EDITORIAL


Coronavirus Pandemic and HIV Infection



Beda Brichacek1, Michael Bukrinsky1, *
1 The George Washington University School of Medicine and Health Sciences, Washington, DC, 20037, USA


© 2020 Brichacek and Bukrinsky.

open-access license: This is an open access article distributed under the terms of the Creative Commons Attribution 4.0 International Public License (CC-BY 4.0), a copy of which is available at: https://creativecommons.org/licenses/by/4.0/legalcode. This license permits unrestricted use, distribution, and reproduction in any medium, provided the original author and source are credited.

* Address correspondence to this author at The George Washington University School of Medicine and Health Sciences, Washington, DC, 20037, USA;
E-mail: mbukrins@gwu.edu




Pandemic of the new Coronavirus (named Severe Acute Respiratory Syndrome Coronavirus 2, or SARS-CoV-2) has struck the world less than three months ago, but has already claimed thousands of lives. Originating in Wuhan, a city in the Hubei province of central China, where this animal virus crossed the species barrier from its natural host, bats or pangolins, to humans, the pandemic rapidly spread in China and made inroads to many countries all over the world. SARS-CoV-2, previously known as 2019-nCoV, is genetically 96% identical to bat coronavirus, and has a 79.5% sequence identity with SARS-CoV that scared the world community in the year 2003. It also shares the entry receptor with SARS-CoV - angiotensin converting enzyme II (ACE2). Based on this similarity and transmission pattern of other coronaviruses, it is safe to predict that SARS-CoV-2 likely spreads person-to-person via respiratory droplets produced by sneezing and coughing, most effectively at a distance of less than 6 ft. The virus is not as highly contagious as measles virus (chances of transmission are estimated at 3-4 new infections from 1 infected person), probably because it has not fully adapted yet to human host. The difference with other known coronaviruses is that SARS-CoV-2 can be transmitted by infected people even before the early signs of disease (fever, coughing, weakness) become visible.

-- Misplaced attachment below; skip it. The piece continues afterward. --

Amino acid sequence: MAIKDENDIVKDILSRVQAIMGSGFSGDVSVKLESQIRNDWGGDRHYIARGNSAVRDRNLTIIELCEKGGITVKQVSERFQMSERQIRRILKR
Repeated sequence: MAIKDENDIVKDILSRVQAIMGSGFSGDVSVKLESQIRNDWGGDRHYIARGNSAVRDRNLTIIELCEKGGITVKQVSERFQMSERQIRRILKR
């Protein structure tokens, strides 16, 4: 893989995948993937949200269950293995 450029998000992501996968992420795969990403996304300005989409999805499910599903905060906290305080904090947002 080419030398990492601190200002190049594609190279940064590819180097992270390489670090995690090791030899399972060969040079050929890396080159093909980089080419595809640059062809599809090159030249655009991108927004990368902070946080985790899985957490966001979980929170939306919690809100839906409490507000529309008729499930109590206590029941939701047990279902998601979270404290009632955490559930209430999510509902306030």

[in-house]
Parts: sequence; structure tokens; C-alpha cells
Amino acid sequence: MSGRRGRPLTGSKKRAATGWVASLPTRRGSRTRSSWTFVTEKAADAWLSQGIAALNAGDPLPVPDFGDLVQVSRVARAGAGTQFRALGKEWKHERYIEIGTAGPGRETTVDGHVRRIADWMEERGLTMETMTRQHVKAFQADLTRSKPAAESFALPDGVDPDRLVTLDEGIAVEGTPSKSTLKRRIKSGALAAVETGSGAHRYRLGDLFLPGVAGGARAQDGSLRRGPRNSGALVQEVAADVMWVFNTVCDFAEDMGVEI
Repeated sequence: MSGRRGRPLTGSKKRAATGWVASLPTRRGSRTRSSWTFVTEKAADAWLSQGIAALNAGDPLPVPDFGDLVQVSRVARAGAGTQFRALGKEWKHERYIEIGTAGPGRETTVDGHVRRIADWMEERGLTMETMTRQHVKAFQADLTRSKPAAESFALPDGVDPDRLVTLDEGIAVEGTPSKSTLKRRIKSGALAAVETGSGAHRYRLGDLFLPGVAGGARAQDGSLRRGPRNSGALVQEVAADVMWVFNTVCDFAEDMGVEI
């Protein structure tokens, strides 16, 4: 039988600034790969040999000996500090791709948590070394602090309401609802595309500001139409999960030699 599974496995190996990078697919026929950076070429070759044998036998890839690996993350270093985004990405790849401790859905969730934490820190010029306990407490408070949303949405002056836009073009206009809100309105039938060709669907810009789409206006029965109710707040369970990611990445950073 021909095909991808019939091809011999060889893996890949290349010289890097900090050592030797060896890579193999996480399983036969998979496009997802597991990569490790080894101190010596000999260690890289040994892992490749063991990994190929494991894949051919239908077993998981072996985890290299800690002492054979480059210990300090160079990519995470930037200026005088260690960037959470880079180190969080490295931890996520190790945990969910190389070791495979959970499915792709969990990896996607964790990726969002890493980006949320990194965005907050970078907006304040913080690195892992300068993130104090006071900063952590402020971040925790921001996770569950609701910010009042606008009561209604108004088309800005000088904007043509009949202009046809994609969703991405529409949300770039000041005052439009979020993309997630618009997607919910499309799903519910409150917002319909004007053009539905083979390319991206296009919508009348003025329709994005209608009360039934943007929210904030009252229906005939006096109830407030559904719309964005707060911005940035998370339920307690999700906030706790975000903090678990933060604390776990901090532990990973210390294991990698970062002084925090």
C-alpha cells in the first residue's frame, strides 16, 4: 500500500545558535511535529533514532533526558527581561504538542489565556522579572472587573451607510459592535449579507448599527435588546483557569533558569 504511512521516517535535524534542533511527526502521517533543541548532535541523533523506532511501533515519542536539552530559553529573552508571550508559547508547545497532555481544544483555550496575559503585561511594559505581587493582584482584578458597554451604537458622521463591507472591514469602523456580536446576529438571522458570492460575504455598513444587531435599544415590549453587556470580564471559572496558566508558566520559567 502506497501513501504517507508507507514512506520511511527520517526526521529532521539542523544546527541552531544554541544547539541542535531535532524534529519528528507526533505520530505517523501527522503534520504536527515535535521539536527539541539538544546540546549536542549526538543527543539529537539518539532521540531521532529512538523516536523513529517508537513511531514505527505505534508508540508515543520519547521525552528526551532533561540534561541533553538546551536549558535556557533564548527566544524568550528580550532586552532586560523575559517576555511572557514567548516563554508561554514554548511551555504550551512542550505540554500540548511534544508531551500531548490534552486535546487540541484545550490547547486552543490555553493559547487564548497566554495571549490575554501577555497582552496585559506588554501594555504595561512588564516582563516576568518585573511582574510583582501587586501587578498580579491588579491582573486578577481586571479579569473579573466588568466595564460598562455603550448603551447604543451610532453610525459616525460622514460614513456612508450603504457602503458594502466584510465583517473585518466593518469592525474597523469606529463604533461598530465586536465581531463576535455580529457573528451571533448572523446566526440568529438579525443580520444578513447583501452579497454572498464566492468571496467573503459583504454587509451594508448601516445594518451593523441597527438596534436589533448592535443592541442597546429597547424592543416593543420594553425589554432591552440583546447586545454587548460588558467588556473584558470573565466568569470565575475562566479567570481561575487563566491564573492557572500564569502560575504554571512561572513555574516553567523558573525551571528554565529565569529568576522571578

Severity of the disease (named Covid-19) caused by SARS-CoV-2 varies from mild forms to severe pneumonia and death. Currently, no drugs are approved for treatment of SARS-CoV-2 infection, but some of the HIV protease inhibitors used to treat HIV infection seem to inhibit infection by SARS-CoV-2. Mortality rate of SARS-CoV-2 is estimated at less than 2%, but to a large extent the outcome of infection depends on the immune system of the host. Immune responses of HIV-infected people, even those successfully treated with anti-retroviral drugs, may be compromised, making them more susceptible to infection and worsening the prognosis of Covid-19. Another potential concern for HIV-infected people is activation of the immune cells by SARS-CoV-2 antigens. Such activation promotes awakening of the latent HIV evidenced by the appearance of HIV in the blood of people treated with anti-retroviral drugs (HIV surge). The HIV surge may accelerate the course of HIV-associated co-morbidities (e.g., cardio-vascular and cognitive diseases) and increase the HIV reservoir, making future cure efforts more challenging. It is thus recommended that HIV-infected people be especially careful and try to avoid traveling to areas with high incidence of SARS-CoV-2 infection.